How Founders Challenge the Funding Gap

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The writer is the author of ‘The Reset: Ideas to Change How We Work and Live’

Starting a business may seem like the last thing on anyone’s mind in these times of economic crisis. But that’s why it could be a great time to challenge the status quo and the opportunity you’ve been waiting for. After all, many of the brands we know and love today were born in times like this: MailChimp, Airbnb, and WhatsApp.

Challenges bring new opportunities. Triin Linamagi, founding partner of Sie Ventures (a network of investors supporting the next generation of female-founded unicorns), says, “I think it’s always the best time to be an entrepreneur, because the best ideas are born when consumer needs are changing. You may find gaps in the market that did not exist [in the past] – Before, you didn’t realize it. Learn more about your customers and build with them”.

Linamagi and her co-founder Nicole Velho have just opened applications for their catalyst program to level the playing field for female founders across Europe, and are building an ecosystem where investors can support the next generation of founders . Starting a business is difficult. It’s even more complicated if you don’t have a support network and funding. Sie Ventures is committed to bridging the funding gap for early career women founders.

They aim to bridge the venture capital funding gap and provide investors with better access to founding teams from diverse backgrounds. Although capital in the hands of women has wider societal impacts – women are more likely to spend money to support and invest in the families and communities around them, according to the OECD — the biases that are present when female founders fundraise are well documented. For every £1 of venture capital investment in the UK, all-female founding teams receive less than 1p. All-male founding teams get 89p. Mixed teams get the remaining 10p. Unsurprisingly, founders are already seeing dwindling funding amid an economic downturn, which is hitting black and female founders the hardest. Funding at all levels continues below 2021.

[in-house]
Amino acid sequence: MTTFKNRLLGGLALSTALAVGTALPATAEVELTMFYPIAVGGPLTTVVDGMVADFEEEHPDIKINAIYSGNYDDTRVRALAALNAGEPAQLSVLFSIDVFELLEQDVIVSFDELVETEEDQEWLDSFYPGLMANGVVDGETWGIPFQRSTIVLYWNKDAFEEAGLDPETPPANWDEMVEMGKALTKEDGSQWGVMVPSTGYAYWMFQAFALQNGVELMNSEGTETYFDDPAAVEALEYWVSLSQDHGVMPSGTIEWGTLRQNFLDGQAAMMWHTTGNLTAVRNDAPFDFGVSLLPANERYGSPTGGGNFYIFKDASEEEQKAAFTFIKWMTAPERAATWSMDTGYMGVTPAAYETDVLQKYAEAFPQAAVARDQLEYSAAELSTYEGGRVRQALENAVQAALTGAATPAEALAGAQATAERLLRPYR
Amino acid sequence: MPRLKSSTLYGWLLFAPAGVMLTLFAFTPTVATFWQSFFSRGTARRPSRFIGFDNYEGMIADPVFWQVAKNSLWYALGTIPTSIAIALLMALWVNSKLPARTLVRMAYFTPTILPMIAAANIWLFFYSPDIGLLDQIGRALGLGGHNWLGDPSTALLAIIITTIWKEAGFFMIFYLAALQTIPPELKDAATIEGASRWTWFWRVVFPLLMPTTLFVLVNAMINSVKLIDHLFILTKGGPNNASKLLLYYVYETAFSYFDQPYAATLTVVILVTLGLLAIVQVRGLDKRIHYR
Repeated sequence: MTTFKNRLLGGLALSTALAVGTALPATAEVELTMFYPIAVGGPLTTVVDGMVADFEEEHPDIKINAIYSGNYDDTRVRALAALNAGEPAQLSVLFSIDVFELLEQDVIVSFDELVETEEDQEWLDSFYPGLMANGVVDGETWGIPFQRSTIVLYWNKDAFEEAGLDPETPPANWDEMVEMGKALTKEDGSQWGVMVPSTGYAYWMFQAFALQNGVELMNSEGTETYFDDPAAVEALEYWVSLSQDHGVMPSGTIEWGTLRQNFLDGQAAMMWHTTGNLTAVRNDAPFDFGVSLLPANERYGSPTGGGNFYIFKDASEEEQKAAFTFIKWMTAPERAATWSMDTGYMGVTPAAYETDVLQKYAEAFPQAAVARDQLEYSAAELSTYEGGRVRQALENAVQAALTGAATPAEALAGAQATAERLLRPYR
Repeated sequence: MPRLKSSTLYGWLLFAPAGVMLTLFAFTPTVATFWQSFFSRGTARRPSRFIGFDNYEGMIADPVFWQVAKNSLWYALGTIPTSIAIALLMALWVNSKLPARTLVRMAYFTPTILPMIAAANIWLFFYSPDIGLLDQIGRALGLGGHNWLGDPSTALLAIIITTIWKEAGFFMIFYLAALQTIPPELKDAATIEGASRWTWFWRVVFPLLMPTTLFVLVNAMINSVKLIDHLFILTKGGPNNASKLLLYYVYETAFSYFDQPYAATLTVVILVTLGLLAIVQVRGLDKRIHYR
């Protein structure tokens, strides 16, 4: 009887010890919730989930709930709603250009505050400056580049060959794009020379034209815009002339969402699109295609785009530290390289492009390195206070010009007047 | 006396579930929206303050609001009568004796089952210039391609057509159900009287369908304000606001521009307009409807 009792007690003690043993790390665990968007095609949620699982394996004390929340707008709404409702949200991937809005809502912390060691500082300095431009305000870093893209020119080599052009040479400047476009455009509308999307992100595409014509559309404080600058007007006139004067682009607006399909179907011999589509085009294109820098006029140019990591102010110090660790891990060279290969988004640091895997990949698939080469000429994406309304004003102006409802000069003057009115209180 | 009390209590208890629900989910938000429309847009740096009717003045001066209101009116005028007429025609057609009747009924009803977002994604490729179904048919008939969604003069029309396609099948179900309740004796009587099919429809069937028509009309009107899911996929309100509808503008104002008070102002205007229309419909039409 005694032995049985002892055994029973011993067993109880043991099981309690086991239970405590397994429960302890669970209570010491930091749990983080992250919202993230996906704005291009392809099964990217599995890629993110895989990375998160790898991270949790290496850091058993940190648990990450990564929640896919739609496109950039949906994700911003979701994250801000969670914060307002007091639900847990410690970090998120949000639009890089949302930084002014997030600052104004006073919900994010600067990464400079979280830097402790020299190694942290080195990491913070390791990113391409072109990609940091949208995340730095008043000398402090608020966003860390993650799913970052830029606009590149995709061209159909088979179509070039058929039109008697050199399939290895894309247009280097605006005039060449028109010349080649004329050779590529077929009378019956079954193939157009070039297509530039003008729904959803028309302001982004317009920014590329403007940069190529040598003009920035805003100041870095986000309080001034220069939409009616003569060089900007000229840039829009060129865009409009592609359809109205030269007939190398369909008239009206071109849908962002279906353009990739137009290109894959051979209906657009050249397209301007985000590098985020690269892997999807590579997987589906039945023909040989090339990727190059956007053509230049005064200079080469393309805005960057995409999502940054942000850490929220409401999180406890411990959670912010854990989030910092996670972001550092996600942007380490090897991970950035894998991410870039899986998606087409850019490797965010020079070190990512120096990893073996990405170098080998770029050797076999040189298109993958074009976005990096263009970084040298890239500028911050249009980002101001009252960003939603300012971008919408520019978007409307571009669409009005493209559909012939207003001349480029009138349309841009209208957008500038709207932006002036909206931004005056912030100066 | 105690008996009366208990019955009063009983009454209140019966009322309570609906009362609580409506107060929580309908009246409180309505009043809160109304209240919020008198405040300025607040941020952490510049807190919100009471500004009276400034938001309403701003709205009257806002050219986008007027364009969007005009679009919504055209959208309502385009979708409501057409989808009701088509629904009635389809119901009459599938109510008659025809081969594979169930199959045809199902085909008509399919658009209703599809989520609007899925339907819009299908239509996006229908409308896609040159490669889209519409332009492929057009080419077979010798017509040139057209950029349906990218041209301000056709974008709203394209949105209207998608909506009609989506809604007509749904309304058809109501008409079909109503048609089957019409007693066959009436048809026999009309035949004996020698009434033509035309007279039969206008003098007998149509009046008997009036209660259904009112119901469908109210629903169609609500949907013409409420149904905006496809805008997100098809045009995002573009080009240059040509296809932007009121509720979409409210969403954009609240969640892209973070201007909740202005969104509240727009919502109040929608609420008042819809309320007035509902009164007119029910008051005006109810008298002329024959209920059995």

That’s why programs like these are more important than ever. It should be noted that women tend to create start-ups that focus on issues related to real issues such as sustainability, the future of work, access to healthcare and access to finance . Linamagi says these will be the companies of the future: “We believe they will have a stronger societal impact and change the world for the better: creating companies that are much more meaningful, but also more profitable. This is how the world is going right now. »

Sie Ventures launched in early 2021 and has since backed 32 companies, helping them raise over £26m in pre-seed and seed funding. They have Juno, an educational investment platform for Gen Z women; and Jude, a taboo-busting healthcare company around bladder weakness and incontinence.

Besides funding, mental preparation is also crucial. “It’s about understanding what KPIs you need to hit to fundraise,” says Linamagi. “We help them prepare for the first fundraising – looking at financial models and how you pitch your technology, versus how you talk to investors about your future vision. We also try to show them how to what good looks like, and we work with VCs and angels to bring that knowledge to our founders.

With uncertain times in the world, it’s understandable that taking risks in a new endeavor isn’t for everyone. However, I came across a quote on Twitter from last week from author Adam Grant, “If you wait until you feel ready for a new challenge, you may never pursue it at all. Few people suddenly wake up feeling ready to lead or create. Our greatest regrets are not our failures, but our failures to try. Now may be the time to start building something – start small and grow because, after all, every recession eventually ends.

The founders of the future will be fundamentally different. They will be more diverse and more feminine: if you look at the state of the world, it is clear that the world will be better off.

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